After a year in which Burberry’s shares have fallen 36 per cent, at least two large investors are considering a vote against the re-election of Bailey as chief creative and chief executive officer — although they say such a move would be a last resort. “It was always a brave decision to give him the dual role and it is not clear that it is working out,” one top 20 shareholder told the Financial Times in May. Another said: Burberry is “in a situation where it does not look feasible for the chief executive to also be the chief creative person, too. They should let Bailey do what he does best, which is design. They need to make sure they use the real skills that he has. It feels like he has been overstretched in both positions.”
Bailey's role at Burberry isn't the first of its type, however. In fact, we saw something similar occur at Prada in 2014. Miuccia Prada began splitting time between her role as creative director and co-CEO. She stepped down from the company’s chairman position and now acts as co-chief executive officer along with her husband, Patrizio Bertelli. According to a statement from the house in early 2014, Miuccia “will concentrate on the day-to-day management of the business by devoting her time to guiding the further development of the group, mainly in the creative design and brands communications activities."
Like Burberry, Prada is in also financial trouble. Shares in both Prada and Burberry have lost significant value in recent years, and while we can certainly trace the roots of such woes to consumer fatigue and slowing sales in Asia, in particular, there is arguably something else at play. Namely, both companies have made moves that show poor business initiative. Both design houses seemingly put the brand first and business second (the result of having little separation between the brands' left brains and right brains, so to speak). For instance, as Luca Sola noted last year, "it is not unreasonable to question some of the extravagant cost commitments and strategic decisions taken on the back of 'brand worship' at both companies." This is just one example.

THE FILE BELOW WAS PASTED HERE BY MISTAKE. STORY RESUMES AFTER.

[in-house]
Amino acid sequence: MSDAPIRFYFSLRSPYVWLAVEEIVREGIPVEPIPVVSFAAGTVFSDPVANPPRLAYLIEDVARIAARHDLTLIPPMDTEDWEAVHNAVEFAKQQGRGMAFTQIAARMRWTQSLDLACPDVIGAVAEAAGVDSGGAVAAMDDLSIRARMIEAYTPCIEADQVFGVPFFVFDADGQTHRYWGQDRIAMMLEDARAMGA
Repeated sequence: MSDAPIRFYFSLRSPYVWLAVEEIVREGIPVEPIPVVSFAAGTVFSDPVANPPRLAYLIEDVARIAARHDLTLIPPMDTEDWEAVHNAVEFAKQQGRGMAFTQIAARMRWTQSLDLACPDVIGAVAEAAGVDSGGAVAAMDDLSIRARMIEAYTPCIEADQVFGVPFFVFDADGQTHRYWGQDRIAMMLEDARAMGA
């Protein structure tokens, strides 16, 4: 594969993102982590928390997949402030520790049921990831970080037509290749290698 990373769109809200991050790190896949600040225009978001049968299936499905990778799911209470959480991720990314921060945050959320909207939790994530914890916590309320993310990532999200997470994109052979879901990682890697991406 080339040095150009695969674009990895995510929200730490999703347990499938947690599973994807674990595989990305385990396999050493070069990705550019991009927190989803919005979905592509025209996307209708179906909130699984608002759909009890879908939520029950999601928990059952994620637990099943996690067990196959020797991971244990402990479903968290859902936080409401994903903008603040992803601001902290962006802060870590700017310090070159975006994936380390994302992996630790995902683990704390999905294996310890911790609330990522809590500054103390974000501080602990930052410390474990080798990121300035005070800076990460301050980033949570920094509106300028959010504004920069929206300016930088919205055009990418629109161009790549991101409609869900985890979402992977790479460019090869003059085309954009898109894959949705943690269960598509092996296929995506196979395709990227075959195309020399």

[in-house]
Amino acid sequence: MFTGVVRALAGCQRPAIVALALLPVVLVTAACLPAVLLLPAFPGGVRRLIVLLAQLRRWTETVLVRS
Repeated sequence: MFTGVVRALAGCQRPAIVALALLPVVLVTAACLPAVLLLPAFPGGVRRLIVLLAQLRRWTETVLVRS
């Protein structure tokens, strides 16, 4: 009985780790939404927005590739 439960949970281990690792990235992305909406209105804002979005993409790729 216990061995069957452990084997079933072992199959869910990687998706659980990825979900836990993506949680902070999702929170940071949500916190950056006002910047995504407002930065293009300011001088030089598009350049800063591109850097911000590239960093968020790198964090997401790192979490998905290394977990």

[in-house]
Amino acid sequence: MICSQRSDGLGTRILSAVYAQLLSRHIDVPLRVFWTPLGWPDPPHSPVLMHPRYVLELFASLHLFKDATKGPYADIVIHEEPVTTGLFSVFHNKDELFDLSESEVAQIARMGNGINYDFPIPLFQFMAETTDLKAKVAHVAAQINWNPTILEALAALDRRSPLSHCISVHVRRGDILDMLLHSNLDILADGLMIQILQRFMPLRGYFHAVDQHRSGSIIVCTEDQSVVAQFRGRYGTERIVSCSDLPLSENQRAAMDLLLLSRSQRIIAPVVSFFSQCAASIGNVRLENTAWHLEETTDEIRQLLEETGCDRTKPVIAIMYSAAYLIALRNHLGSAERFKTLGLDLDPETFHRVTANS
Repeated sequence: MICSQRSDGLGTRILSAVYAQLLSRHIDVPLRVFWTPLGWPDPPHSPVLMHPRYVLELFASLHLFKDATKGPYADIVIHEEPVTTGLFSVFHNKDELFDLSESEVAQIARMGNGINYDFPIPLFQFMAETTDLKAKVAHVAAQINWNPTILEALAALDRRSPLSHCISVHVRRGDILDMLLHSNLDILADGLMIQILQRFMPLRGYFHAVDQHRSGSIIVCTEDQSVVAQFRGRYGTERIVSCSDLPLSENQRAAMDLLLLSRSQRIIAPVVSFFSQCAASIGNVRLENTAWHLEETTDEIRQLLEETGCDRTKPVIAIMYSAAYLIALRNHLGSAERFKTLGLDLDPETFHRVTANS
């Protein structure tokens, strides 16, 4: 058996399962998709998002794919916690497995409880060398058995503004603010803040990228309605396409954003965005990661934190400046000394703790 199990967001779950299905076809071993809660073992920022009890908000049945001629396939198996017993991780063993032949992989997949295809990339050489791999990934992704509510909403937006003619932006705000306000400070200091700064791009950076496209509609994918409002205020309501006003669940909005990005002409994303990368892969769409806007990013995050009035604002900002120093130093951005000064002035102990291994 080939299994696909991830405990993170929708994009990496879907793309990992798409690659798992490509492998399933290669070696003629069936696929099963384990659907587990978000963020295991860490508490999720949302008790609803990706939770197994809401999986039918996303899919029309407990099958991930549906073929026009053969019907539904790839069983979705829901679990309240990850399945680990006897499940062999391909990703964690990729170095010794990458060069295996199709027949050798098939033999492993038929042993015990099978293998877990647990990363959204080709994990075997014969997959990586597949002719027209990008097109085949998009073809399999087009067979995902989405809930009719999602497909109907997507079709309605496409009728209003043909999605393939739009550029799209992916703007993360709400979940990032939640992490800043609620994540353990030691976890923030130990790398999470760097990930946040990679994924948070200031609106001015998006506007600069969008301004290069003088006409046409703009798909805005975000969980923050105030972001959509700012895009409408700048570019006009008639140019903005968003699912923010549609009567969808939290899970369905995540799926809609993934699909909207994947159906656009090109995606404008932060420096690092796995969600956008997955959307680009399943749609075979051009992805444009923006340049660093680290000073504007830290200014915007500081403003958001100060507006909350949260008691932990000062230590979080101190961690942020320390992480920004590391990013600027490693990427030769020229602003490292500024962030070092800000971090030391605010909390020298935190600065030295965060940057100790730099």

And it is against this case study that Wang, 32, is taking on additional roles at his eponymous label. It is worth noting that Wang’s label, a privately-held, largely family-run company, is significantly smaller (and more manageable?) than Burberry. According to a 2014 New York Times article: “The Alexander Wang company has been growing by approximately 20 percent a year for the last three years, had 2013 revenues of just over $100 million and will have 20 stores globally by year end; in 2015, it is to open its first free-standing European store, and largest store over all, in London.” Compare this with Burberry’s $3.9 billion in annual sales for 2015 and its network of roughly 500 stores in over 50 countries.
In this way, maybe the C-Level changes at Alexander Wang will not be the crash and burn that Burberry is (this is absolutely up for debate). Moreover, maybe this is par for the course of evolution of the already in-flux and growing role of the designer, the latest development towards the ultimate all-controlling figure a la Hedi Slimane (circa YSL round 2). But lest we forget that Slimane is something of a special case and while he may have taken on an increased role during his tenure at YSL, he had support the entire time by way of CEO Francesca Bellettini, thereby, making him an honorary-type of CEO and not a dual-roler. There is a big difference there, and it is one that is arguably reflected in the growth of YSL during Slimane's tenure versus the decline of Burberry during Bailey's.
So, traverse with caution, Mr. Wang.